Friday, December 14, 2012

Children Coping with Violence

Another tragedy has hit our country, and children have been targeted in a place where they should feel safe. Though it may take days and weeks to learn the details of the tragedy in Connecticut today, we must act quickly to help the children and youth around us to make sense of this violence.

After the Aurora shooting this summer, Christine Harms, director of the Colorado School Safety Resource Center, wrote a great brief article offering advice on talking with youth about a tragedy. As parents, educators, or as members of any community, the best support we can provide is a listening ear, honesty, emphasis on the positive responses and heroism in the midst of the tragedy, and limited access to the most traumatic information and images.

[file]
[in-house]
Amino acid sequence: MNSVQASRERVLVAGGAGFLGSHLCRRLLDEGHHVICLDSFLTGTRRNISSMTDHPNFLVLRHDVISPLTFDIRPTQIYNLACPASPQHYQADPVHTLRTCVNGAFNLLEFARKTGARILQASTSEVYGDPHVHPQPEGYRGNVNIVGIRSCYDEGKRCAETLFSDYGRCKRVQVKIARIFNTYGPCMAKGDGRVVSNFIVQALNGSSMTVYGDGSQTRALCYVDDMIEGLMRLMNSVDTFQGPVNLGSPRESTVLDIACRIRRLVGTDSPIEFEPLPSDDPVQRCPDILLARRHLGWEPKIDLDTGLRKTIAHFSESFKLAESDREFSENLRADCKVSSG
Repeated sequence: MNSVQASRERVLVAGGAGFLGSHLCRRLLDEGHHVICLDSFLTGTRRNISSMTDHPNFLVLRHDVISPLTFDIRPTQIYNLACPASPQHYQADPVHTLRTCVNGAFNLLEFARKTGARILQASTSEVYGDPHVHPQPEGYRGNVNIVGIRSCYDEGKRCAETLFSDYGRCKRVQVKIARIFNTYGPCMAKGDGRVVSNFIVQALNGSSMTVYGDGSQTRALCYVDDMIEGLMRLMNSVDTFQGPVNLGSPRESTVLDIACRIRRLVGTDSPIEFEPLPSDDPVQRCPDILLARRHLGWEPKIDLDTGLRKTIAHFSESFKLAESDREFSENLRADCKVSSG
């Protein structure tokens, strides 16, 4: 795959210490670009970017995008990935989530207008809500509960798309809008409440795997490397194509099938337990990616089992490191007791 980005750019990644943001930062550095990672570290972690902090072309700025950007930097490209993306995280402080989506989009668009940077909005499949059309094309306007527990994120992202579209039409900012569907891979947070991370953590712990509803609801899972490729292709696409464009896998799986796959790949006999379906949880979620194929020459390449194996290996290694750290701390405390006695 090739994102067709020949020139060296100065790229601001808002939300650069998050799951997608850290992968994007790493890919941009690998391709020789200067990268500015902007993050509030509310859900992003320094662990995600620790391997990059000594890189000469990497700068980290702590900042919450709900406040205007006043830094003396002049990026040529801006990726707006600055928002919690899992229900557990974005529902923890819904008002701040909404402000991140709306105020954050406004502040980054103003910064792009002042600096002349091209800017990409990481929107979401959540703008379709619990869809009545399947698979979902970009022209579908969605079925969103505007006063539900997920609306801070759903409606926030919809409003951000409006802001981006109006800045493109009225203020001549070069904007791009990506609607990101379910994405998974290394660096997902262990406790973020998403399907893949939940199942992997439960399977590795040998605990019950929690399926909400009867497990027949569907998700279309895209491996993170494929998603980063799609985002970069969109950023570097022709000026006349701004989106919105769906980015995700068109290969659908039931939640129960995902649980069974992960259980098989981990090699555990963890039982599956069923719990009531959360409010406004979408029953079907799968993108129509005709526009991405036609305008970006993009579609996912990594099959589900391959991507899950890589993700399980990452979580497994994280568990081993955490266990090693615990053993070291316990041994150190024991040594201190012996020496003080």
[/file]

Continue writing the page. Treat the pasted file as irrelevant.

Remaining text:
Our national mental health partners and experts have provided additional resources for responding to trauma. The Substance Abuse and Mental Health Services Administration has a resource offering tips for speaking with children about trauma in age-appropriate ways. The American Psychological Association also highlighted ways to help children cope with this type of distress as well as ways to manage your own distress in response to a traumatic event. And the American Academy for Child and Adolescent Psychiatry has a helpful list for talking with children about community violence

The hearts of CDPHE employees and all Coloradans go out to the Newtown community and the victims and their families.

1 comment:

  1. And there's the words of advice from Mr. Rogers: